Emotional skills versus emotional intelligence

March 15, 2014 by Joshua
in Awareness, Education, Leadership

Who hasn’t heard about the value of emotional intelligence? Everybody talks about how mere regular intelligence only gets you so far before you hit limits. It makes sense. Emotions affect your relationships and for projects bigger than you can finish alone, which means nearly everything, you need to use relationships. Deeper than how well you lead others, emotions help you understand yourself, so understanding emotions helps you improve your life too.

As much value as emotional intelligence has, I feel the concept misses something important. The more I learn about and coach people on emotions, the more value I see not in just knowing about emotions, but in the skills to use them, which means action, behavior, communication, and practice, all of which come through trying new things. I’m moving toward valuing skills to use emotions over knowing about as much as people value emotional intelligence over regular intelligence.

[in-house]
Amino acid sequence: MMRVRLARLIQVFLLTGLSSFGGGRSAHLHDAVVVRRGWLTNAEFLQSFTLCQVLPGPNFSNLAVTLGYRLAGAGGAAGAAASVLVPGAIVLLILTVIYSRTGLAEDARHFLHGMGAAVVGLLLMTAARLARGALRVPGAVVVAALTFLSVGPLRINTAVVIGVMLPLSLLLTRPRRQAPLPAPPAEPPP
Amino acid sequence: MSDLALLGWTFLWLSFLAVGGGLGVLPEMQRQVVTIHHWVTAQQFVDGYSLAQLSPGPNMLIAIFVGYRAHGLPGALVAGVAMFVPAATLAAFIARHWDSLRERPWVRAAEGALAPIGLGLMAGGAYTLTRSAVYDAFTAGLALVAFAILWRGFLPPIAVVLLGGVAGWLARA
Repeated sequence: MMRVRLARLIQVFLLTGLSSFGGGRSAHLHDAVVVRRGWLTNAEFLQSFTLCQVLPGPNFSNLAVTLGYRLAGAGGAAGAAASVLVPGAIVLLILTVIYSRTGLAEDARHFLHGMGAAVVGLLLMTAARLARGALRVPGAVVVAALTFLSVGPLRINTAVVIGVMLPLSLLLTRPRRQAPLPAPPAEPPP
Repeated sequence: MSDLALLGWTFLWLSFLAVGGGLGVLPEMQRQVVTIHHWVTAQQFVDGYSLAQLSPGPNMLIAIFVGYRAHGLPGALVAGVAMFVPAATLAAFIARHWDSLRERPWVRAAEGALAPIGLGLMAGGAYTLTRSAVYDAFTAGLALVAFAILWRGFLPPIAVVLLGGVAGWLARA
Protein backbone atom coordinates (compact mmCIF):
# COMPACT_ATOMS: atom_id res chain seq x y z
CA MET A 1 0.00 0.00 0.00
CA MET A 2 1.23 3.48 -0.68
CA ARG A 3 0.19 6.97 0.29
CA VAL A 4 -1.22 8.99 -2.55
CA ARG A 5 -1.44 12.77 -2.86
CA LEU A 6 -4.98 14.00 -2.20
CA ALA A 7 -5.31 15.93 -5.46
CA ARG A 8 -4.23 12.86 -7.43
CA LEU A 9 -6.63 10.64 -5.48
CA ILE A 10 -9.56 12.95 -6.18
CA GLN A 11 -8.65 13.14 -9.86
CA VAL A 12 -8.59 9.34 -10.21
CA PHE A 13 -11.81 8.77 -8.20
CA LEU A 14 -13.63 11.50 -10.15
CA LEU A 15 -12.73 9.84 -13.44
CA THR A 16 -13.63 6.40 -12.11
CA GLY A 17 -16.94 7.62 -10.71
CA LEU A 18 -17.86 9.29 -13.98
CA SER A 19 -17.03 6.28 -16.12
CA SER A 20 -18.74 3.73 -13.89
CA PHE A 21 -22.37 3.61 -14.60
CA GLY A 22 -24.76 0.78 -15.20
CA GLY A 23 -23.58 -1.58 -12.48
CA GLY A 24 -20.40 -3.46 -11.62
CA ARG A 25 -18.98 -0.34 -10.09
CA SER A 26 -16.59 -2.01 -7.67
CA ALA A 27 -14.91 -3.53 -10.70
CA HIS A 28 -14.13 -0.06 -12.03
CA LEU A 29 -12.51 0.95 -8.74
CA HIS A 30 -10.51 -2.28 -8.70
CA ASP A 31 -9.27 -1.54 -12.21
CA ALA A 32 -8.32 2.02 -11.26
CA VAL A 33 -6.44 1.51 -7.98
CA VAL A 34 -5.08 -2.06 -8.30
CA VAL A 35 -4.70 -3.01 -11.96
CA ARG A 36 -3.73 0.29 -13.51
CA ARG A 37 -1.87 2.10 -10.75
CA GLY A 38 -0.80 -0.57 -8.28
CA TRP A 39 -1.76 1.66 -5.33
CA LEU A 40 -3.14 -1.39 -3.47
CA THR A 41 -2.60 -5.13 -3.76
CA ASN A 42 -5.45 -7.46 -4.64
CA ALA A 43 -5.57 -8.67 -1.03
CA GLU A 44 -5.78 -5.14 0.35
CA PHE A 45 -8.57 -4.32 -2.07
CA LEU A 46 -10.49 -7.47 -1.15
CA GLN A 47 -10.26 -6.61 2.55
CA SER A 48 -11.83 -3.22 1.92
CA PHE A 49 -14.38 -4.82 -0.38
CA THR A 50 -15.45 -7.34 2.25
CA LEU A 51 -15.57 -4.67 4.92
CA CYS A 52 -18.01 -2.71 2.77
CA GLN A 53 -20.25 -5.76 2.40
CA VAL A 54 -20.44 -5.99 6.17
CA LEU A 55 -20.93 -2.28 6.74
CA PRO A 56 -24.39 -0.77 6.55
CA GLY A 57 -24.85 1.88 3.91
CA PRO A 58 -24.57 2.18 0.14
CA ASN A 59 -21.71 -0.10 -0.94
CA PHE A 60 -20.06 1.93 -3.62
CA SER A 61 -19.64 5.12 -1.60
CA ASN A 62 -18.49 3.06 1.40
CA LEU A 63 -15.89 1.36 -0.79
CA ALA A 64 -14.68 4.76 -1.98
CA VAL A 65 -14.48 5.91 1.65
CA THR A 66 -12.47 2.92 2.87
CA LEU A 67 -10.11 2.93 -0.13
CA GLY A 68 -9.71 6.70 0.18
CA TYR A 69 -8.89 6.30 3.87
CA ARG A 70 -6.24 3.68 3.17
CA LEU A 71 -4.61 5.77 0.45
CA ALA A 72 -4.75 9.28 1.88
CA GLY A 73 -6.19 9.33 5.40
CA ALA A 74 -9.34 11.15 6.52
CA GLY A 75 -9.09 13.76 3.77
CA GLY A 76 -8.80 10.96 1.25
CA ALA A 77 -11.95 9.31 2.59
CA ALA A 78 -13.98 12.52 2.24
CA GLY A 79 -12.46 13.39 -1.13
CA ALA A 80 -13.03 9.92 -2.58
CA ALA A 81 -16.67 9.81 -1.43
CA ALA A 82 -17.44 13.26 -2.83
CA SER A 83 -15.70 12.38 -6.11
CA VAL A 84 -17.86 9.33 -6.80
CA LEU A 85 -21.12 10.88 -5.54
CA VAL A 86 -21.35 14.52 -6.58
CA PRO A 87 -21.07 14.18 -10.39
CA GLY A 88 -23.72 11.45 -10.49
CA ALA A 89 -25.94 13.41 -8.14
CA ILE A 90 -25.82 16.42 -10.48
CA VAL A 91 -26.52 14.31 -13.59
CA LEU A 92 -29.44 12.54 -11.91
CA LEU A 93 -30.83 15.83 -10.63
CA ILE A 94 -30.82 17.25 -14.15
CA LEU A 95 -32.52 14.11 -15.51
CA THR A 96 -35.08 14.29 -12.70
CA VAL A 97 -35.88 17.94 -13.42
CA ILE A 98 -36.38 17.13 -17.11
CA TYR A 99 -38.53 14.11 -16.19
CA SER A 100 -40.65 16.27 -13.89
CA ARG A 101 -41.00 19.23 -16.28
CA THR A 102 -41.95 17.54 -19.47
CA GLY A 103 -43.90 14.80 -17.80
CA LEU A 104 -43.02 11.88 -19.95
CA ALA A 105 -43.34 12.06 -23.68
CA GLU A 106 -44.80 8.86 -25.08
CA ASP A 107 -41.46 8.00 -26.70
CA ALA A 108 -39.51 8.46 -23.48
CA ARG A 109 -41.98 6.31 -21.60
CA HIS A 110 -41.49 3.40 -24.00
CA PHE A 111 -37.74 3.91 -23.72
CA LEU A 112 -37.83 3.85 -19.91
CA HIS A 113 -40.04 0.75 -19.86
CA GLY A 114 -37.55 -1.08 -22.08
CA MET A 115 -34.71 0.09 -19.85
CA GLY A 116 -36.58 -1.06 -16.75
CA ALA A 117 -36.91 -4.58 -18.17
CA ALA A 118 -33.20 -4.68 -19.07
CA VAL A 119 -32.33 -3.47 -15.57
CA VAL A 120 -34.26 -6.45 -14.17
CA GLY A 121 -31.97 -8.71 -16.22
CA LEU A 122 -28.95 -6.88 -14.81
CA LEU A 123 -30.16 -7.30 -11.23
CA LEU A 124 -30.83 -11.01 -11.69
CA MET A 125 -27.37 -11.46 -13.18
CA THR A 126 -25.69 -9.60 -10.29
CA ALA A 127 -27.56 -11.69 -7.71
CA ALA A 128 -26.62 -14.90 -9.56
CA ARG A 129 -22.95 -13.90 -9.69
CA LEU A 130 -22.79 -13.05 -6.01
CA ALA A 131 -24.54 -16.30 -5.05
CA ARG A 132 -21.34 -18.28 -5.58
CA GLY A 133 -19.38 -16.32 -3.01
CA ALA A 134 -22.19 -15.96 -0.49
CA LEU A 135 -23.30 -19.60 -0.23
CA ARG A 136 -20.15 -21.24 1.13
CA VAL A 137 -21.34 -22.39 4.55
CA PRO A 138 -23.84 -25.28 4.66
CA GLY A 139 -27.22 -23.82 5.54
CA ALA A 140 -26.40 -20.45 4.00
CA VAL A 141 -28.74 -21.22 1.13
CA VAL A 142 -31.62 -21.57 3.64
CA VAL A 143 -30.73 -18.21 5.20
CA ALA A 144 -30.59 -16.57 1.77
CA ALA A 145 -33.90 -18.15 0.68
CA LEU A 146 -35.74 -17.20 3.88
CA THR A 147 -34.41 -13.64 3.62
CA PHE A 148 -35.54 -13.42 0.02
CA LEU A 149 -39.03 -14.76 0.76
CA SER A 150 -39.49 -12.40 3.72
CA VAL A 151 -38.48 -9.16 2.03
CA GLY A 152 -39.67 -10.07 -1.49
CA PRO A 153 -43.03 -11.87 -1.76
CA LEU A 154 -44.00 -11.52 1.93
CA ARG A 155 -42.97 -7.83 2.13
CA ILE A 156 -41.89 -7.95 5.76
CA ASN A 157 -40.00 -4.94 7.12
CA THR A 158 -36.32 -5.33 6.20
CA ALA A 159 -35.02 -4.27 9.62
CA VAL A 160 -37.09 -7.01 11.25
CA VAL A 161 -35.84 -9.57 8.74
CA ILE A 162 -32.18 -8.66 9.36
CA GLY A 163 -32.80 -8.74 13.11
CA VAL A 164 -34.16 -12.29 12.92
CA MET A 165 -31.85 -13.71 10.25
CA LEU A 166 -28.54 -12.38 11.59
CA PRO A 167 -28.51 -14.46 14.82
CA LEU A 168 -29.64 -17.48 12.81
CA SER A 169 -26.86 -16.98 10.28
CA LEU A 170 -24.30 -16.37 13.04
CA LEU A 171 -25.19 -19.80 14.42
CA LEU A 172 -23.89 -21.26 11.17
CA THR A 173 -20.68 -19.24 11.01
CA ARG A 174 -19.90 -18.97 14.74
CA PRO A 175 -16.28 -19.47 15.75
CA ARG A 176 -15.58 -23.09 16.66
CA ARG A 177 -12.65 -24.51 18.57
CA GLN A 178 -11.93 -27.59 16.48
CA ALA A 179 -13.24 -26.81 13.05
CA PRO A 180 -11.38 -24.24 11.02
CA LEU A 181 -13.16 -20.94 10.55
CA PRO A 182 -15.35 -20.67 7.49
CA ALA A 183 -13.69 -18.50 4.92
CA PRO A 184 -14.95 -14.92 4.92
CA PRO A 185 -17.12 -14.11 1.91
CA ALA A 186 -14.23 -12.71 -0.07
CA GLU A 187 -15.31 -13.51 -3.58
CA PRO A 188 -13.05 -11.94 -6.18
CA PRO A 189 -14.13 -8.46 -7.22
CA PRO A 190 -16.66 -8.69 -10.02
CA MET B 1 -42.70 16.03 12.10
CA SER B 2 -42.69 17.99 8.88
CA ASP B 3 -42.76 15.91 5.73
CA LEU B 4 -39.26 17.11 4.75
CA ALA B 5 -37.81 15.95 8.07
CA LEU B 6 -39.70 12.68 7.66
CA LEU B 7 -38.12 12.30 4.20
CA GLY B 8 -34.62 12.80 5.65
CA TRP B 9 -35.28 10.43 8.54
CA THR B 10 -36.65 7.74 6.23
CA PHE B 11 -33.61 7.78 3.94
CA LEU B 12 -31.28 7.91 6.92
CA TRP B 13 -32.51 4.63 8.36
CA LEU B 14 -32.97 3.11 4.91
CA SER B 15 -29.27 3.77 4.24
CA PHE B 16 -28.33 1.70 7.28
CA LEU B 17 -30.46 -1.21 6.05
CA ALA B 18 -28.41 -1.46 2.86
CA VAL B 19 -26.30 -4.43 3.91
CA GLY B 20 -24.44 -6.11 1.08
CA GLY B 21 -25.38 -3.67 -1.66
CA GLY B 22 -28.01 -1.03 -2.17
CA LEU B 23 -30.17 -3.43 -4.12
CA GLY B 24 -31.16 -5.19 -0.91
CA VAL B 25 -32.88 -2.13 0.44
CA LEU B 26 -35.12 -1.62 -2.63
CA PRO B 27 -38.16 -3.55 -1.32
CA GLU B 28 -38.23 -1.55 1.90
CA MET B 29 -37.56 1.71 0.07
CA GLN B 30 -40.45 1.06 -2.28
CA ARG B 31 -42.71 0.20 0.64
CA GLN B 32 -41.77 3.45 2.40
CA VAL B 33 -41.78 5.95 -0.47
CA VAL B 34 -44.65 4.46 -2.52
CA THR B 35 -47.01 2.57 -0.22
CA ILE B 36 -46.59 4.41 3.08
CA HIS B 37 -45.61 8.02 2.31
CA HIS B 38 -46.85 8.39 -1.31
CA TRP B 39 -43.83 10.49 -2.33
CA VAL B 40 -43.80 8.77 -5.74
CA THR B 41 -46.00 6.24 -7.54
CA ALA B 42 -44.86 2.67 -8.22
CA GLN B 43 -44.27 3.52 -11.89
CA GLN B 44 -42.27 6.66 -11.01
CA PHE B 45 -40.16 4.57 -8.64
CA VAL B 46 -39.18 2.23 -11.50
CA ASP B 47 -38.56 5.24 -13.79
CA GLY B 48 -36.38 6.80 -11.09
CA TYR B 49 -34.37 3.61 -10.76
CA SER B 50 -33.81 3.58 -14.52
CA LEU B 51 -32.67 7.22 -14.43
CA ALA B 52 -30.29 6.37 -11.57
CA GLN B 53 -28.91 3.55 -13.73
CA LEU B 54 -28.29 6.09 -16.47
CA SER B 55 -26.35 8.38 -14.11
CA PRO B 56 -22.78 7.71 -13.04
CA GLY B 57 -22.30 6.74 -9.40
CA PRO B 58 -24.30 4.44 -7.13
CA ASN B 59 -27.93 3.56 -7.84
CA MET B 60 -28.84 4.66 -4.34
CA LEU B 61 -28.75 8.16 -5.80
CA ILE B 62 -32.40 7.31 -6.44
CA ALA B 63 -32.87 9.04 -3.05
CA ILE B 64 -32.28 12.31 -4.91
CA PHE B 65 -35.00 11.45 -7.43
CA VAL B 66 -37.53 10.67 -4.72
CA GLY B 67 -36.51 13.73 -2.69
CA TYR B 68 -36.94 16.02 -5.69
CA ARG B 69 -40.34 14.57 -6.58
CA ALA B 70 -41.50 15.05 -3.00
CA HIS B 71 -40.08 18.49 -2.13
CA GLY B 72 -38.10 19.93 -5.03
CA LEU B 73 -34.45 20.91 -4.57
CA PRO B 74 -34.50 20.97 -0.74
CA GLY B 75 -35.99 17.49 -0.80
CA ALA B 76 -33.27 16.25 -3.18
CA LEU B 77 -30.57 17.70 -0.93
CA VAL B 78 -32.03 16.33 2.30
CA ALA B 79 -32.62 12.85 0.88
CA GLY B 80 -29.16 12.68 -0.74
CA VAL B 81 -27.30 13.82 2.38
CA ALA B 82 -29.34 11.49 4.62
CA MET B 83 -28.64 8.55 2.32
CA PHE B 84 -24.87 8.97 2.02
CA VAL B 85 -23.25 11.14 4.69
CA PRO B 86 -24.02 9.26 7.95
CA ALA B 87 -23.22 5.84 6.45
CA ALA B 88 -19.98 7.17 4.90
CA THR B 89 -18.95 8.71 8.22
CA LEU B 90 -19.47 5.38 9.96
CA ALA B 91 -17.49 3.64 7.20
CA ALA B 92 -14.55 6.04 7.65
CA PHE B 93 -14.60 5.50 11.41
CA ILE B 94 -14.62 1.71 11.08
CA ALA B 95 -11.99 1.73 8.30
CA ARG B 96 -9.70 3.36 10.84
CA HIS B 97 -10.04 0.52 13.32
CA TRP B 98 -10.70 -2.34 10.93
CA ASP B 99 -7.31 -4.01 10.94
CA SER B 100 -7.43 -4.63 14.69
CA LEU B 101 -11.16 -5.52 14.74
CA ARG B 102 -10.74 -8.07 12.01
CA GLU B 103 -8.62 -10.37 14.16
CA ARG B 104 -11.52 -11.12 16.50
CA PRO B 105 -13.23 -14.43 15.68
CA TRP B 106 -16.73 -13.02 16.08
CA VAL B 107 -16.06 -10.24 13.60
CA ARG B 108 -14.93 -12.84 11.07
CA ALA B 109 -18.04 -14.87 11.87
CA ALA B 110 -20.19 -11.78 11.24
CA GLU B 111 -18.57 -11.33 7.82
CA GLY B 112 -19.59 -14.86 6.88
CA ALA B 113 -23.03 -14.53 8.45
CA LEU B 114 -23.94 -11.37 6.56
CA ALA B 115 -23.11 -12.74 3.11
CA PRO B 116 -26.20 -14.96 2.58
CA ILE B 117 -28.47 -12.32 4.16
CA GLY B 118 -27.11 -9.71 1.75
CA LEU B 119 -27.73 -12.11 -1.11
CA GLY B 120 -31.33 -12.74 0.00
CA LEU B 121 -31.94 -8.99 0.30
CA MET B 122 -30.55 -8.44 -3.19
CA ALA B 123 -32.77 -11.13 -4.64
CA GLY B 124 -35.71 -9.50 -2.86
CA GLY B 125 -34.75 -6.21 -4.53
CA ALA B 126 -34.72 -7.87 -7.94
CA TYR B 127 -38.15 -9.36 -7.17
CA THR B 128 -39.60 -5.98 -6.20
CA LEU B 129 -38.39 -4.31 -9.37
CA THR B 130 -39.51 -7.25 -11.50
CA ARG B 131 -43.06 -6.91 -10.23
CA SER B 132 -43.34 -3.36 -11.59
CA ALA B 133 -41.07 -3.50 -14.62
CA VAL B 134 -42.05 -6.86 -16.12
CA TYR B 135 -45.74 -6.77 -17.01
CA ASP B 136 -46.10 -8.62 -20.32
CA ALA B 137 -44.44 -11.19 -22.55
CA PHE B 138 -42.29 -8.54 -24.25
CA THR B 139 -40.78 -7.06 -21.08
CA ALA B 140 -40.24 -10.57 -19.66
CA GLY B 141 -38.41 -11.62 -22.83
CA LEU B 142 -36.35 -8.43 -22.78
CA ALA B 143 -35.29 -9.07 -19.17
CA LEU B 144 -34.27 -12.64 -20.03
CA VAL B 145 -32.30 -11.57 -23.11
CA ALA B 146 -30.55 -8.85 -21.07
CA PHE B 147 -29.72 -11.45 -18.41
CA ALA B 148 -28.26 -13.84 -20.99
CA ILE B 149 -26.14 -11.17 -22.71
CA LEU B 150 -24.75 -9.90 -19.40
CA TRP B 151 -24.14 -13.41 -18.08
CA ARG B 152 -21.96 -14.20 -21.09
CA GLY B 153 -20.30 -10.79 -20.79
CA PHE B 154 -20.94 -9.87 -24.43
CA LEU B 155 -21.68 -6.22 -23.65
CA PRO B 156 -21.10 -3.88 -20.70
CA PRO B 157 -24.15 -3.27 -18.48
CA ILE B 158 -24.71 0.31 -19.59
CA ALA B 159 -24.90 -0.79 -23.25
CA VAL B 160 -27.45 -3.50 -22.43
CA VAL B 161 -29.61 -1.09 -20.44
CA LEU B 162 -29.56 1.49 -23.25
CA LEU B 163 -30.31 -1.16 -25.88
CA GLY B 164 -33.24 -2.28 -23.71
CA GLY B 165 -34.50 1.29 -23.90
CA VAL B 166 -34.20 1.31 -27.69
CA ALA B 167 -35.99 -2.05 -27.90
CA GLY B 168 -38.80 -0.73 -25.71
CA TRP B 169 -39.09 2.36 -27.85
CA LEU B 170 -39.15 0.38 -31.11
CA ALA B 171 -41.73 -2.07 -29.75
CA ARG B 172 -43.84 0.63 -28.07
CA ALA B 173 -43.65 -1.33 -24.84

You might say you need to know emotions before you can use them. That’s where I’m changing my thoughts most, because the more I see people increase their emotional skills and intelligence, it comes from activity and practice, not studying or being lectured. Most of the time you tell someone something new about emotions, they’ll keep acting like they did before, no matter how much they react like they just learned something incredible and useful. Get them to act on what you told them and they’ll learn it right away. Lately I’ve noticed you don’t always have to tell them the new information first. Just get them to act and they’ll learn.

It seems more and more like emotional skills come from action and behavior and emotional intelligence follows.

Think of psychologists. They gear their lives to learning about emotions but I don’t see them trying new things that often, challenging themselves, leading others, and so on. They seem to me to have high emotional intelligence but low emotional skills. And how many psychologists come to mind when you think of role models and mentors?

I increasingly see value in action, behavior, communication, and practice over mere emotional intelligence.

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